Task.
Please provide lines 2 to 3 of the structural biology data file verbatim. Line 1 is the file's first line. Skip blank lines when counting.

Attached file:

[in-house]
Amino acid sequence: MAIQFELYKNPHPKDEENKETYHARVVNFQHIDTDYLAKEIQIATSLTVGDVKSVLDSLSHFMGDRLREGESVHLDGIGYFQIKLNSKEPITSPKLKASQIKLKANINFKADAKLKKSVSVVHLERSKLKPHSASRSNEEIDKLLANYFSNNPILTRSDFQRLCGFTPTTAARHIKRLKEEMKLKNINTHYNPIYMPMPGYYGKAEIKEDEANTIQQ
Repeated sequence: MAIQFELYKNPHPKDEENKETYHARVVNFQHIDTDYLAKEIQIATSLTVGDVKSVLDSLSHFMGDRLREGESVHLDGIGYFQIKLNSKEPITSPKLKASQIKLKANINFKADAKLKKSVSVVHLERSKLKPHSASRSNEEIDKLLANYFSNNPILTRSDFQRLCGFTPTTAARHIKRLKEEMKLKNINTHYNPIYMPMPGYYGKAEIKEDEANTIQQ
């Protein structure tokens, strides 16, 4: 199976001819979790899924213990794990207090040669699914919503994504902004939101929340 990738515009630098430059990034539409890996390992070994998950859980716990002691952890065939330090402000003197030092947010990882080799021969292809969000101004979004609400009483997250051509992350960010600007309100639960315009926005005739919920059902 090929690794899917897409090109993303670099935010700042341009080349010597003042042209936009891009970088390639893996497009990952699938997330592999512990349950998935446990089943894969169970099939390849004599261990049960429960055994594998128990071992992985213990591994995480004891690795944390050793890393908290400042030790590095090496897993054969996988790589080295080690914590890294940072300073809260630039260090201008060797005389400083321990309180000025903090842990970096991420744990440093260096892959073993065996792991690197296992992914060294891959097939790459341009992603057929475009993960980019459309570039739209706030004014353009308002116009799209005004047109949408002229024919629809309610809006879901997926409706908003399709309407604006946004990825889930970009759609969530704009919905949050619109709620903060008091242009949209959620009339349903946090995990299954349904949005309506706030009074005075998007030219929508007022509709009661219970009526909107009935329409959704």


Amino acid sequence: MAIQFELYKNPHPKDEENKETYHARVVNFQHIDTDYLAKEIQIATSLTVGDVKSVLDSLSHFMGDRLREGESVHLDGIGYFQIKLNSKEPITSPKLKASQIKLKANINFKADAKLKKSVSVVHLERSKLKPHSASRSNEEIDKLLANYFSNNPILTRSDFQRLCGFTPTTAARHIKRLKEEMKLKNINTHYNPIYMPMPGYYGKAEIKEDEANTIQQ
Repeated sequence: MAIQFELYKNPHPKDEENKETYHARVVNFQHIDTDYLAKEIQIATSLTVGDVKSVLDSLSHFMGDRLREGESVHLDGIGYFQIKLNSKEPITSPKLKASQIKLKANINFKADAKLKKSVSVVHLERSKLKPHSASRSNEEIDKLLANYFSNNPILTRSDFQRLCGFTPTTAARHIKRLKEEMKLKNINTHYNPIYMPMPGYYGKAEIKEDEANTIQQ